50 years after the first Unité, this model seems already belonging to another era. The strong separation between the building and its surroundings, the sensation of living in an all-artificial environment, and an almost complete identification of the Unité d’Habitation with social housing have made this model quite undesirable. The destiny of the millions of Unités scattered around the world will be one of the major problems for XXI century urbanists.
Rome, Theatre of Marcellus, probably a model for the evolution of the Unités (image: wikimedia commons). Originally a Roman Theater, in the Middle Ages it was reused as a mixed residential-commercial building.
Rome, Corviale, 1972-1982. Just like in the Theatre of Marcellus, spaces have been reused over time: the abandoned commercial spaces have been squatted and turned into dwellings.
Rome, Laurentino 38, 1973 (image: flickr). When it was conceived, the district followed the rules of the Urbanisme sur dalle: the road network at the lower level was supposed to be dedicated to cars, while, on the upper level, 11 elevated roads (the so-called “bridges”) were supposed to be dedicated to pedestrians and filled with shops. At the moment, shops have moved to street level (note the kiosk at the extreme left) while the upper level has been squatted and turned into dwellings. In 2006, 3 over 11 elevated roads have been demolished.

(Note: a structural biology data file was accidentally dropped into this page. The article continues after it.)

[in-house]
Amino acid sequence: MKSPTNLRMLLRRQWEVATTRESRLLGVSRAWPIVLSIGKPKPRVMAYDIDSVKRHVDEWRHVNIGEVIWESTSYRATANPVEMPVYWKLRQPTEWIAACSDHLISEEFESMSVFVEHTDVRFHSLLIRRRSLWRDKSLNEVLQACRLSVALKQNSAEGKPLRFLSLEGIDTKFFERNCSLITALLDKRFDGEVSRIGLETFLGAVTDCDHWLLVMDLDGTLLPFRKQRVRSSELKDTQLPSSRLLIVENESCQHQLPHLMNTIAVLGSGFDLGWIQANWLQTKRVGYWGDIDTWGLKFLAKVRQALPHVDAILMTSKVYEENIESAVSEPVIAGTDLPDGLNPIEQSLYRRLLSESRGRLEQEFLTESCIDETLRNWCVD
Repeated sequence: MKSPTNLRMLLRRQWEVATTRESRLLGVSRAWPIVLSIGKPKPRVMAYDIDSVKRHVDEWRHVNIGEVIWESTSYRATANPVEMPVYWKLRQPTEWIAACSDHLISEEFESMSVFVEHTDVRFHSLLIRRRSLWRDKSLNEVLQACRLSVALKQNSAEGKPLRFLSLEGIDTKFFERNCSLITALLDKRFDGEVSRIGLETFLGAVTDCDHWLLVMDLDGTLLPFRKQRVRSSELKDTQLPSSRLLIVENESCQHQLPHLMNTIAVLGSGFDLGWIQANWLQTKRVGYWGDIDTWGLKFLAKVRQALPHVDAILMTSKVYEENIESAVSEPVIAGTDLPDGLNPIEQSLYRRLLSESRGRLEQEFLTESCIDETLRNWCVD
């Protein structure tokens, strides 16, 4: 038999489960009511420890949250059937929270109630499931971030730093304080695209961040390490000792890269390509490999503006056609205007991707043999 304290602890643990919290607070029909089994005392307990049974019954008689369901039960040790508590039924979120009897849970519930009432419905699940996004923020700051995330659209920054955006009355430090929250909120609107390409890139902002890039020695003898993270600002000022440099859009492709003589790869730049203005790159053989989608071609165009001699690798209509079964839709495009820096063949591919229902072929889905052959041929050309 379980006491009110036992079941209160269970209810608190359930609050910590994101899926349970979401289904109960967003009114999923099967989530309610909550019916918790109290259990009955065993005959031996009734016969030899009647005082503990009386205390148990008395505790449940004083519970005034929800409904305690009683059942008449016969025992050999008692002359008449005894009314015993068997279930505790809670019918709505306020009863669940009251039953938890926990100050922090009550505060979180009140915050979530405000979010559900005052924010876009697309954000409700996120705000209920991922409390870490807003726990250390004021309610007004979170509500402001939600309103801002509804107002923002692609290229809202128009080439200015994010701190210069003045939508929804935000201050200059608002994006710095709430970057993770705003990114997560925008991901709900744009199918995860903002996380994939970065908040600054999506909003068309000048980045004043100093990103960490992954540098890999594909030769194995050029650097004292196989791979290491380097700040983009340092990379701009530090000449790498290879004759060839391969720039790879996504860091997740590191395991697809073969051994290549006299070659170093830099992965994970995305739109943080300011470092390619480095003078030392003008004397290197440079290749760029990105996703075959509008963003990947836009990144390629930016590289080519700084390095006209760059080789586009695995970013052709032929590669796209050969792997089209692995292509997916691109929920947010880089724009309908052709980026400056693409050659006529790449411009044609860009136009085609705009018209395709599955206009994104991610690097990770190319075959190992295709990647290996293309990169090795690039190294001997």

Paris, Beaugrenelle, another case of Urbanisme sur dalle (image: flickr). Shops and activities have deserted the pedestrian level and moved at street level.
Paris, Beaugrenelle. the street level (image: flickr).
Paris, Beaugrenelle, shopping center (image: flickr). All the complex is undergoing a major renovation: the slabs covering the roads at the grounds have been removed, and the shopping centers have been rebuilt, with new entrances at street level. All the details about this project can be found here.